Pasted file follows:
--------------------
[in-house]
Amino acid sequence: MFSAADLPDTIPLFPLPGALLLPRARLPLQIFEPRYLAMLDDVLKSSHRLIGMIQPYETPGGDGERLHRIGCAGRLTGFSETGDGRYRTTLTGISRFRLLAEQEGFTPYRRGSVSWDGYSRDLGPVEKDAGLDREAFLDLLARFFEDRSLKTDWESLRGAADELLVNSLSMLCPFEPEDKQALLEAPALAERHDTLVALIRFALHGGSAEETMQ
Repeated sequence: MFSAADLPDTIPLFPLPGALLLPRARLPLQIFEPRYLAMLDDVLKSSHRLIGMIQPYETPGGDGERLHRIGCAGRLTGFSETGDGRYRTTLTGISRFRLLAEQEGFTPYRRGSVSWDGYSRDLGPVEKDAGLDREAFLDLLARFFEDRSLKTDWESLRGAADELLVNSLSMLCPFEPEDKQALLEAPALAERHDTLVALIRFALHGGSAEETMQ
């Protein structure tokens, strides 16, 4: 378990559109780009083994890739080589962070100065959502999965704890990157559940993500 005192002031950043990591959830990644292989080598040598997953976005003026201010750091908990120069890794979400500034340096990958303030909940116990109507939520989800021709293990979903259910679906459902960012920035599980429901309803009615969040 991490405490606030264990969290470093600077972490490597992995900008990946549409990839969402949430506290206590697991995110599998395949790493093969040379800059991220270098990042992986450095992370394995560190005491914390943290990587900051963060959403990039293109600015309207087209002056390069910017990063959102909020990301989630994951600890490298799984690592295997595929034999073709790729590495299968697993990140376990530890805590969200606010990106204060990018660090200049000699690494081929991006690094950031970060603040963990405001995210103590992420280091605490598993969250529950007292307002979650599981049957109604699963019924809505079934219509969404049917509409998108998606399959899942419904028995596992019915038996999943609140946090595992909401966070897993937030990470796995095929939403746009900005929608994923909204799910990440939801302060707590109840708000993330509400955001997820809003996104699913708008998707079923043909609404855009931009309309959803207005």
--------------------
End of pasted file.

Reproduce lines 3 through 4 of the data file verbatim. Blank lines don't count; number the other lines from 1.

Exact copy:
Repeated sequence: MFSAADLPDTIPLFPLPGALLLPRARLPLQIFEPRYLAMLDDVLKSSHRLIGMIQPYETPGGDGERLHRIGCAGRLTGFSETGDGRYRTTLTGISRFRLLAEQEGFTPYRRGSVSWDGYSRDLGPVEKDAGLDREAFLDLLARFFEDRSLKTDWESLRGAADELLVNSLSMLCPFEPEDKQALLEAPALAERHDTLVALIRFALHGGSAEETMQ
């Protein structure tokens, strides 16, 4: 378990559109780009083994890739080589962070100065959502999965704890990157559940993500 005192002031950043990591959830990644292989080598040598997953976005003026201010750091908990120069890794979400500034340096990958303030909940116990109507939520989800021709293990979903259910679906459902960012920035599980429901309803009615969040 991490405490606030264990969290470093600077972490490597992995900008990946549409990839969402949430506290206590697991995110599998395949790493093969040379800059991220270098990042992986450095992370394995560190005491914390943290990587900051963060959403990039293109600015309207087209002056390069910017990063959102909020990301989630994951600890490298799984690592295997595929034999073709790729590495299968697993990140376990530890805590969200606010990106204060990018660090200049000699690494081929991006690094950031970060603040963990405001995210103590992420280091605490598993969250529950007292307002979650599981049957109604699963019924809505079934219509969404049917509409998108998606399959899942419904028995596992019915038996999943609140946090595992909401966070897993937030990470796995095929939403746009900005929608994923909204799910990440939801302060707590109840708000993330509400955001997820809003996104699913708008998707079923043909609404855009931009309309959803207005």